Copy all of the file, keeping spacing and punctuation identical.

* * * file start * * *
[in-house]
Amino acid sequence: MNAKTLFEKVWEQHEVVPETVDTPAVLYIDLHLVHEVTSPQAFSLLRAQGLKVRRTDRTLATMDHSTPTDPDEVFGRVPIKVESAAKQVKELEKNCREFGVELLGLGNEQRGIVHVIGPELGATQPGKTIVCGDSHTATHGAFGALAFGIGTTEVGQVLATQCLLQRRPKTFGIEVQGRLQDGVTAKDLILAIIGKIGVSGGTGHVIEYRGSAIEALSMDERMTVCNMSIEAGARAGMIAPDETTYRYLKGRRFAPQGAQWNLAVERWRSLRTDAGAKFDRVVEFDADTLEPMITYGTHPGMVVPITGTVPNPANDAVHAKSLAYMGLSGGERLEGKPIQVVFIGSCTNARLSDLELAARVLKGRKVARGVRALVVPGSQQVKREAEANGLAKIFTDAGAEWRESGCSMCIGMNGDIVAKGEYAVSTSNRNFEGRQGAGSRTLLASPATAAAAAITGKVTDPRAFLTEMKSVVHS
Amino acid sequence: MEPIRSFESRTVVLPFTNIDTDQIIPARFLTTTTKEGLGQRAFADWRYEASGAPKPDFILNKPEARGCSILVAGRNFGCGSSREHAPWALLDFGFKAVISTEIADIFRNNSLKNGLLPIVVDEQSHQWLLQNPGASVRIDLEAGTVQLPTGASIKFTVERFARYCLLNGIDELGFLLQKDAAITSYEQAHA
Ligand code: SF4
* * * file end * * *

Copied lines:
[in-house]
Amino acid sequence: MNAKTLFEKVWEQHEVVPETVDTPAVLYIDLHLVHEVTSPQAFSLLRAQGLKVRRTDRTLATMDHSTPTDPDEVFGRVPIKVESAAKQVKELEKNCREFGVELLGLGNEQRGIVHVIGPELGATQPGKTIVCGDSHTATHGAFGALAFGIGTTEVGQVLATQCLLQRRPKTFGIEVQGRLQDGVTAKDLILAIIGKIGVSGGTGHVIEYRGSAIEALSMDERMTVCNMSIEAGARAGMIAPDETTYRYLKGRRFAPQGAQWNLAVERWRSLRTDAGAKFDRVVEFDADTLEPMITYGTHPGMVVPITGTVPNPANDAVHAKSLAYMGLSGGERLEGKPIQVVFIGSCTNARLSDLELAARVLKGRKVARGVRALVVPGSQQVKREAEANGLAKIFTDAGAEWRESGCSMCIGMNGDIVAKGEYAVSTSNRNFEGRQGAGSRTLLASPATAAAAAITGKVTDPRAFLTEMKSVVHS
Amino acid sequence: MEPIRSFESRTVVLPFTNIDTDQIIPARFLTTTTKEGLGQRAFADWRYEASGAPKPDFILNKPEARGCSILVAGRNFGCGSSREHAPWALLDFGFKAVISTEIADIFRNNSLKNGLLPIVVDEQSHQWLLQNPGASVRIDLEAGTVQLPTGASIKFTVERFARYCLLNGIDELGFLLQKDAAITSYEQAHA
Ligand code: SF4